WorldCat Identities

Edwards, Catharine

Publication Timeline
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Most widely held works by Catharine Edwards
The twelve Caesars by Suetonius( )

13 editions published between 2000 and 2011 in English and held by 1,421 WorldCat member libraries worldwide

"Suetonius' graphic account of the death of Julius Caesar is only one of many extraordinary scenes in Lives of the Caesars, a series of twelve biographies of Roman emperors beginning with Julius Caesar and ending with Domitian. As a fund of fascinating often outrageous anecdotes, Suetonius' work is unrivalled: Caligula's plan to make his horse consul, Nero singing while Rome burns, tales of adultery, perversion, murder{u2014}every vice is exposed and recorded. Less celebrated but equally significant are the edifying descriptions of Augustus' splendid redevelopment of the city of Rome, and Titus' decision to put the state before his love for Berenice. Suetonius' accounts of the achievements and eccentricities of emperors, as well as being highly entertaining, give us valuable insights into the exercise of imperial power in ancient Rome." "This new translation sets the Lives in the literary and political contexts in which they were written." --
Rome the cosmopolis( Book )

21 editions published between 2003 and 2006 in English and held by 616 WorldCat member libraries worldwide

Ancient Rome was a vast and varied metropolis. By coercion and seduction it attracted a population from every province of its empire, as well as foodstuffs, building materials and entertainment from all over the world. What impact did the possession of empire have on the city itself? How did its inhabitants, visitors and subjects comprehend its unique role? How did Rome stay Roman when it encompassed the world? This collection of essays seeks to explore key aspects of the relationship between Rome and its empire
The politics of immorality in ancient Rome by Catharine Edwards( Book )

23 editions published between 1993 and 2009 in English and held by 595 WorldCat member libraries worldwide

The decadence and depravity of the ancient Romans are a commonplace of serious history, popular novels and spectacular films. This book is concerned not with the question of how immoral the ancient Romans were but why the literature they produced is so preoccupied with immorality. The modern image of immoral Rome derives from ancient accounts which are largely critical rather than celebratory. Upper-class Romans habitually accused one another of the most lurid sexual and sumptuary improprieties. Historians and moralists lamented the vices of their contemporaries and mourned for the virtues of a vanished age. Far from being empty commonplaces these assertions constituted a powerful discourse through which Romans negotiated conflicts and tensions in their social and political order. This study proceeds by a detailed examination of a wide range of ancient texts (all of which are translated) exploring the dynamics of their rhetoric, as well as the ends to which they were deployed. Roman moralising discourse, the author suggests, may be seen as especially concerned with the articulation of anxieties about gender, social status and political power. Individual chapters focus on adultery, effeminacy, the immorality of the Roman theatre, luxurious buildings and the dangers of pleasure. This book should appeal to students and scholars of classical literature and ancient history. It will also attract anthropologists and social and cultural historians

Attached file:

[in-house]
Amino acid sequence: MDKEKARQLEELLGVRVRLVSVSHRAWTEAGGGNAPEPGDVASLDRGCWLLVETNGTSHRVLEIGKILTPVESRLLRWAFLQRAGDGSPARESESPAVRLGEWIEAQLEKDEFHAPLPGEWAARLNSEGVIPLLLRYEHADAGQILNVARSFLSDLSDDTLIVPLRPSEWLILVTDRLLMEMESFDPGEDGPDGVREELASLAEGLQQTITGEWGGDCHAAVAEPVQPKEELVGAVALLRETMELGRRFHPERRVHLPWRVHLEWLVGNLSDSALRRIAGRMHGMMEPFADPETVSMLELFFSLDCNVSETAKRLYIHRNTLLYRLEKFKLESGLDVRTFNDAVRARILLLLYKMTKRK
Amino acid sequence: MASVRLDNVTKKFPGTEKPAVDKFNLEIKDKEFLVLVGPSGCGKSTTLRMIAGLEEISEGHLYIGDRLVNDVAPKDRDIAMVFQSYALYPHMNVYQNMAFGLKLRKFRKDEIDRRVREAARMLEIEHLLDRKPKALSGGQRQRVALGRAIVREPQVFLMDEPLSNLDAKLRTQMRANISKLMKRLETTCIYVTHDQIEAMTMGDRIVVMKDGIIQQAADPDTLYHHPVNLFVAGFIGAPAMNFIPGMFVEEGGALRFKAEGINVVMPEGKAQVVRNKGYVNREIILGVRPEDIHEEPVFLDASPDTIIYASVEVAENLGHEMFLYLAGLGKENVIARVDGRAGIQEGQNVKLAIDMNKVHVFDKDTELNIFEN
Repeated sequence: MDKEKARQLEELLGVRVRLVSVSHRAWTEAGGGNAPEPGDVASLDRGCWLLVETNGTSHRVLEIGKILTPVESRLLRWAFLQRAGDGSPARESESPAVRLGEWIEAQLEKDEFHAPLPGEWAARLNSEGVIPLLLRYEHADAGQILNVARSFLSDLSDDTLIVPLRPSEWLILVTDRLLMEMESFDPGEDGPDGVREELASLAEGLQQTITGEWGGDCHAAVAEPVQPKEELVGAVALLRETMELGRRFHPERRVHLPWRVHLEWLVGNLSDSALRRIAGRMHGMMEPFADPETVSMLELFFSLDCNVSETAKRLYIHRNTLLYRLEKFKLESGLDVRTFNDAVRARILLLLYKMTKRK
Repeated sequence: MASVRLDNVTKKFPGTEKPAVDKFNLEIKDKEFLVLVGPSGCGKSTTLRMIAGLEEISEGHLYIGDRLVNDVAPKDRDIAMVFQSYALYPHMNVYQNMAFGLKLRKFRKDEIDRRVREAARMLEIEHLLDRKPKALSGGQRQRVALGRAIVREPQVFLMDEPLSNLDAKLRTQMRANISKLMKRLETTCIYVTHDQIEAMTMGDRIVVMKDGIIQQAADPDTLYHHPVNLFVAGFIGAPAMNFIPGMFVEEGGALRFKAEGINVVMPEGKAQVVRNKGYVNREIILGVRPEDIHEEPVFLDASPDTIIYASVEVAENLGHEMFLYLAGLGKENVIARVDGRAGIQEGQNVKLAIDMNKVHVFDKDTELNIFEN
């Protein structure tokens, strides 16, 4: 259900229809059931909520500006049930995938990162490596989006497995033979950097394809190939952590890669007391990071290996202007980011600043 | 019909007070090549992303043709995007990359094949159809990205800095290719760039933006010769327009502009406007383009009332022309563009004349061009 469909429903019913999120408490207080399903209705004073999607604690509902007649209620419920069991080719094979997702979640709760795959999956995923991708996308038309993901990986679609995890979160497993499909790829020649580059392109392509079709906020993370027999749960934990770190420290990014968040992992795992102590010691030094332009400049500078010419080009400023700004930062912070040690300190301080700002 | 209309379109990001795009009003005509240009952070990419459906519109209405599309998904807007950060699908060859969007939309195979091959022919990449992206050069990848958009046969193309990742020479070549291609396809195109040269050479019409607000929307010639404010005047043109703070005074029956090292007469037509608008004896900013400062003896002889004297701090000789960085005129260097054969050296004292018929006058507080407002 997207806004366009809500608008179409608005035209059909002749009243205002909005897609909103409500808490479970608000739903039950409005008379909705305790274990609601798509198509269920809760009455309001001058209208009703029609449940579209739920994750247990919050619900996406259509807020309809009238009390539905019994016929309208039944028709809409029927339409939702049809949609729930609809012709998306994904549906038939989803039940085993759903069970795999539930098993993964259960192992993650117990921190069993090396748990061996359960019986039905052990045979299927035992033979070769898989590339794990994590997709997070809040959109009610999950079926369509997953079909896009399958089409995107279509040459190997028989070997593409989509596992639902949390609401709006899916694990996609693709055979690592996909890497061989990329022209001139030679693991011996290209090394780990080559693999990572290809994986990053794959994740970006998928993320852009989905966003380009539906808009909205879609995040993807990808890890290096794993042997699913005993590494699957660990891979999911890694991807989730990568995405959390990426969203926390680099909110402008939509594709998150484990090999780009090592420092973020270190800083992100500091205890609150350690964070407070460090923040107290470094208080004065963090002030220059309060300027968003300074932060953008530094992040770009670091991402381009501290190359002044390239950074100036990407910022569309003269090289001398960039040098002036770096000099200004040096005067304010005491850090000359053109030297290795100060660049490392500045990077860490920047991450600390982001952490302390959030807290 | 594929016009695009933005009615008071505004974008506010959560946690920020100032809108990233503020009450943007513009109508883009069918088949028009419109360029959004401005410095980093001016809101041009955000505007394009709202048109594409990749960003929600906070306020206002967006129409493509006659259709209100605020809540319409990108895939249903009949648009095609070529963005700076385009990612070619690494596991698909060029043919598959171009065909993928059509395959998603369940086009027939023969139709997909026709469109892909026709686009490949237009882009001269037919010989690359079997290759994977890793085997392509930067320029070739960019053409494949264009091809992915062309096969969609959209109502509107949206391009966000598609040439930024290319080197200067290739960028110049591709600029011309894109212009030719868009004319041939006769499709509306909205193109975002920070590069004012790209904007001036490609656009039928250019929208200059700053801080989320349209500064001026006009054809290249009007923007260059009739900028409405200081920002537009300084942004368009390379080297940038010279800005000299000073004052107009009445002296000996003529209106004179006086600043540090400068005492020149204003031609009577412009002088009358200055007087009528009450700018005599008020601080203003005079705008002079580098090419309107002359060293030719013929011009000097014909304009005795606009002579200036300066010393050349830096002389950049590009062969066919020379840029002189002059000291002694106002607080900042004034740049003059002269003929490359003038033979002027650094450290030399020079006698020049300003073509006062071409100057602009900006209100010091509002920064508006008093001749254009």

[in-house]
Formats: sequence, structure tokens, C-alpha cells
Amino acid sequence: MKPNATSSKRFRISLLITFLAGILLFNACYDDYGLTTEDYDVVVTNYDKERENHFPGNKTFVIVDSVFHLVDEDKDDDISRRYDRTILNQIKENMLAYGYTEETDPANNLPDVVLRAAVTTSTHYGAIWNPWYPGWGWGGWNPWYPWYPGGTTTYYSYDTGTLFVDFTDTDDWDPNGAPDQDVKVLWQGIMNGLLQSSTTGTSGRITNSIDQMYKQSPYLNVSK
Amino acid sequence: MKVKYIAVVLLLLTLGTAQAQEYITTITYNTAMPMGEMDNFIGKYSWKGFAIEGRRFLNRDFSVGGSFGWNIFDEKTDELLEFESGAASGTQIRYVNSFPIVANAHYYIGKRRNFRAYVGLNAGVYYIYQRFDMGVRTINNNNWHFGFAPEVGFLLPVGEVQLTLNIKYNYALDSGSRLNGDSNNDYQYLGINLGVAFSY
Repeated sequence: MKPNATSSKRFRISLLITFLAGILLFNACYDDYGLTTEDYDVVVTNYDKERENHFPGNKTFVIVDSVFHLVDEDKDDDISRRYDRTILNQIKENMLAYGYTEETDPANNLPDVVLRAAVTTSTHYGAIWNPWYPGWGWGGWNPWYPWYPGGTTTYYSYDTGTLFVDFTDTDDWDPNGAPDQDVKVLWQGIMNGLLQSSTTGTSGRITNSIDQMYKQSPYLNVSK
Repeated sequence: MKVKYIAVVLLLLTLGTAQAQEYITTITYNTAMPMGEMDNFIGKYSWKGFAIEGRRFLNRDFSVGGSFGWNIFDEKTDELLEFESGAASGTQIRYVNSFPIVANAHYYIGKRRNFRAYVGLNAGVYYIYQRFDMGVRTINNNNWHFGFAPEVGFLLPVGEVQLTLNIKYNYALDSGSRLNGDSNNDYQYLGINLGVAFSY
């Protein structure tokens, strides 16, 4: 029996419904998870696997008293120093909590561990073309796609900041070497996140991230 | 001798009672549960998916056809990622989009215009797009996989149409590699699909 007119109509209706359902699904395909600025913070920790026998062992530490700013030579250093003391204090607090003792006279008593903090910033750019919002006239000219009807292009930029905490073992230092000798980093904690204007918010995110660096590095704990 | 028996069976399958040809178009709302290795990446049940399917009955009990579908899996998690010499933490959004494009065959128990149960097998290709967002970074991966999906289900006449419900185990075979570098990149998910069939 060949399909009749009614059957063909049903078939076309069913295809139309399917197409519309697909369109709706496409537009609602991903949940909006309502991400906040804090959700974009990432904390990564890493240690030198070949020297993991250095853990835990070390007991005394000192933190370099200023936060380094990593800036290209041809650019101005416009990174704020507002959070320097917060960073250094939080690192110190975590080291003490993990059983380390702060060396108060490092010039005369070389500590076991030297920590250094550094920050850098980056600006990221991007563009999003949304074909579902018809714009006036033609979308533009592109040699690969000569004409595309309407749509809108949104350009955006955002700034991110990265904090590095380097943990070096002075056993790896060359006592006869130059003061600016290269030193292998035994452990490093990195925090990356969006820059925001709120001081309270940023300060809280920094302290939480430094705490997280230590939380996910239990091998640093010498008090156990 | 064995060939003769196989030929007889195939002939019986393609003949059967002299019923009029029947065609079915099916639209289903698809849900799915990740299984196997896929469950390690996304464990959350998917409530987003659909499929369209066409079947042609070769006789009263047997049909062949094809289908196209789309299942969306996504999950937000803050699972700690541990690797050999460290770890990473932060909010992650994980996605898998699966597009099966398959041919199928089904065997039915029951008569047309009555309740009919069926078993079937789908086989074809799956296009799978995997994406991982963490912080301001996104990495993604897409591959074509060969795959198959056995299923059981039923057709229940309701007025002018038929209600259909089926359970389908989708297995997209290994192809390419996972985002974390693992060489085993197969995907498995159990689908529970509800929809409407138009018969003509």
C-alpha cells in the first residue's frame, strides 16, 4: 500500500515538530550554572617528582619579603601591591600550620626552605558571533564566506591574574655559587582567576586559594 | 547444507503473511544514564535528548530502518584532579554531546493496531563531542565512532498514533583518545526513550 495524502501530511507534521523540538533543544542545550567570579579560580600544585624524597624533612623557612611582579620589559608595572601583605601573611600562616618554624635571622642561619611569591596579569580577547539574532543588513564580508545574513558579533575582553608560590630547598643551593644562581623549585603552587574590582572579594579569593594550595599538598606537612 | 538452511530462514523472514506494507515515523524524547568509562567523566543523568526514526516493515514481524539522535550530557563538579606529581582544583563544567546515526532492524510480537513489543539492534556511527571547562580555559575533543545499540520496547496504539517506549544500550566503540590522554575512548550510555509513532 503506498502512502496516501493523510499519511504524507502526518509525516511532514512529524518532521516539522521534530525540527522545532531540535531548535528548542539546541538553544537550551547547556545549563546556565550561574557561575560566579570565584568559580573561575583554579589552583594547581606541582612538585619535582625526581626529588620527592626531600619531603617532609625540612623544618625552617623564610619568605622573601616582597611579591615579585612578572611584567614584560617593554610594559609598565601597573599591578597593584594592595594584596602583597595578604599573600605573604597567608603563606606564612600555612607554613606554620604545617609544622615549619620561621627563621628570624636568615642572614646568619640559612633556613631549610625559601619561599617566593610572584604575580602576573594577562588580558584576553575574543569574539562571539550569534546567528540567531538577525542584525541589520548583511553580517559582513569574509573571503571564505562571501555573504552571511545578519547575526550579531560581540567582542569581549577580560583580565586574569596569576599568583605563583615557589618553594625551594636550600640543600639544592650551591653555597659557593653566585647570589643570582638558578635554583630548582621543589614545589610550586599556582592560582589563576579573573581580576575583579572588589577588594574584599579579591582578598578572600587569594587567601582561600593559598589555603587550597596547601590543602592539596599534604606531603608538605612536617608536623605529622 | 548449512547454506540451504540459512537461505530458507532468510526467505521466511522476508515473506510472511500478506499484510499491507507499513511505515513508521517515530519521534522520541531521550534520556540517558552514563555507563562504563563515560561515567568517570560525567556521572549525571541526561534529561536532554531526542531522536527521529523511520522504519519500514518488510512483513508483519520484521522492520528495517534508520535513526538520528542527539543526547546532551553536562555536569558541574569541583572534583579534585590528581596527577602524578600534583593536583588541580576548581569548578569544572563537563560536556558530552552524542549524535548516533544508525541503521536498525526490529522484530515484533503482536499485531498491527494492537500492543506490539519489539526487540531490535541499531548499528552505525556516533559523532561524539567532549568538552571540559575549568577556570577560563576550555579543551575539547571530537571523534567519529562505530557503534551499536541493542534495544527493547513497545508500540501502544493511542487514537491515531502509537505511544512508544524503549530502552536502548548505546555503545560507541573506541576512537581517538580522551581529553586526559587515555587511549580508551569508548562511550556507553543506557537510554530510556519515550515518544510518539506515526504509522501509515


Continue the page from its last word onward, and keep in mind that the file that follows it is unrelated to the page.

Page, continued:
Writing Rome : textual approaches to the city by Catharine Edwards( Book )

15 editions published between 1996 and 2000 in English and held by 565 WorldCat member libraries worldwide

The city of Rome is built not only of bricks and marble but also of the words of its writers. For the ancient inhabitant or visitor, the buildings of Rome, the public spaces of the city, were crowded with meanings and associations. These meanings were generated partly through activities associated with particular places, but Rome also took on meanings from literature written about the city: stories of its foundation, praise of its splendid buildings, laments composed by those obliged to leave it. Ancient writers made use of the city to explore the complexities of Roman history, power and identity. This book aims to chart selected aspects of Rome's resonance in literature and the literary resonance of Rome. A wide range of texts are explored, from later periods as well as from antiquity, since, as the author hopes to show, Gibbon, Goethe, and others can be revealing guides for the literary topography of ancient Rome
Death in ancient Rome by Catharine Edwards( Book )

10 editions published in 2007 in English and held by 546 WorldCat member libraries worldwide

"For the Romans, the manner of a person's death was the most telling indication of their true character. Death revealed the true patriot, the genuine philosopher, even, perhaps the great artist - and certainly the faithful Christian. Catharine Edwards draws on the many varied accounts of death in the writings of Roman historians, poets and philosophers, including Cicero, Lucretius, Virgil, Seneca, Petronius, Tacitus, Tertullian and Augustine, to investigate the complex significance of dying in the Roman world."--Jacket
Roman presences : receptions of Rome in European culture, 1789-1945 by Catharine Edwards( Book )

17 editions published between 1999 and 2007 in English and held by 404 WorldCat member libraries worldwide